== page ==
Sobriety checkpoints, also known as DWI checkpoints or roadblocks are becoming a more common occurrence across the country. Many people are unsure of their rights at these checkpoints, and this article will explain your rights at a sobriety checkpoint.
- You have the right to refuse searches of your person and vehicle, unless the officer has probable cause or a warrant. If an officer asks to search your vehicle or person, politely refuse if you do not wish to be searched. Do not physically try to stop the officer from searching you.
- You have the right to refuse field sobriety tests, even if the officer suspects you are under the influence. If asked to preform field sobriety tests, such as reciting the alphabet backwards, or standing on one leg, politely refuse. These tests can hurt you in court.
- You have the right not to answer any questions, but you may be required to show your driver’s license. If you choose not to answer and questions, politely notify the officer.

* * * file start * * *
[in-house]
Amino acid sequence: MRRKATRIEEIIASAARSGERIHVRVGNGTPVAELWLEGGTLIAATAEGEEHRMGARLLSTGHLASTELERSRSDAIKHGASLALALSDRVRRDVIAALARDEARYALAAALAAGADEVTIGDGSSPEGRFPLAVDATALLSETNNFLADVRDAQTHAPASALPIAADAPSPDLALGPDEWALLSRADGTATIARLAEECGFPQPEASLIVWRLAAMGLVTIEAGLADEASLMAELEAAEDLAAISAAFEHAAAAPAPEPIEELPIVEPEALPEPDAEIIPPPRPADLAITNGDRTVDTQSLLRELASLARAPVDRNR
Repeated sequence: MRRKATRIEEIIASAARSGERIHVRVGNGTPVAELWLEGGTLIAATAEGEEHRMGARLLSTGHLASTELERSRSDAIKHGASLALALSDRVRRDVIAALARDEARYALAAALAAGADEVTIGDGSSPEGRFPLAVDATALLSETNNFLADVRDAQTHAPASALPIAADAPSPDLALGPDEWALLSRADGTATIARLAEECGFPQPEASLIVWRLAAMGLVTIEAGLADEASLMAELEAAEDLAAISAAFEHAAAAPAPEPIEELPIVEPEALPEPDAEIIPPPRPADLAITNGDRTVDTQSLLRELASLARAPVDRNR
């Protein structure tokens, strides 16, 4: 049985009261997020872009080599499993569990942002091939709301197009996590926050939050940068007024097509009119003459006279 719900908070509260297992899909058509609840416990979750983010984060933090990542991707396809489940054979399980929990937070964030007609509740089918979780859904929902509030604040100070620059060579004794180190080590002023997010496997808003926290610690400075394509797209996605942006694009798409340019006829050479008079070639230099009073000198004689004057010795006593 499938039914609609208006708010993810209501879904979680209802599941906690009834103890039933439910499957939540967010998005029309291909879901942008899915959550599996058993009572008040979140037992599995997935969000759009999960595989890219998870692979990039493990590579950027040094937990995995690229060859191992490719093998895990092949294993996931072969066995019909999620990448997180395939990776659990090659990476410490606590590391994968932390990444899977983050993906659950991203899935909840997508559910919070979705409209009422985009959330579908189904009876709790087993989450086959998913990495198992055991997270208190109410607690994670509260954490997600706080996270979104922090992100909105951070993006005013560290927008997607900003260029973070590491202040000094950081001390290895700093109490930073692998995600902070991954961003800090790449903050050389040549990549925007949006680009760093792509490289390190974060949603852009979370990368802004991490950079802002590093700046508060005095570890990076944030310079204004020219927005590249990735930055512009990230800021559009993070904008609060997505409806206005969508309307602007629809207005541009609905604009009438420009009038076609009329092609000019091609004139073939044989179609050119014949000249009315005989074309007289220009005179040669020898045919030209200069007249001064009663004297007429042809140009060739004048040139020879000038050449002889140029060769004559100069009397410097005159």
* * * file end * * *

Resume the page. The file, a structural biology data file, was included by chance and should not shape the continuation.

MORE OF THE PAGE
- You have the right to avoid sobriety checkpoints by making legal traffic maneuvers, however, you will probably be pulled over for avoiding the checkpoint, as the officer may suspect you are avoiding the checkpoint because you have something to hide; however, the act of avoiding a checkpoint is not illegal, unless you break traffic laws in the process. Checkpoints are usually set up so that by the time you see the checkpoint there will be no way to turn around without breaking any traffic laws.
- You have the right to consult an attorney before answering any questions.
- You have the right to ask if you are being detained. If you are not being detained, the officers are required to let you go.
- Although in most instances, officers are not allowed to set up seat belt or other types of checkpoints, they will be looking for other violations such as failing to wear a seat-belt, or expired tags, the smell of marijuana, etc.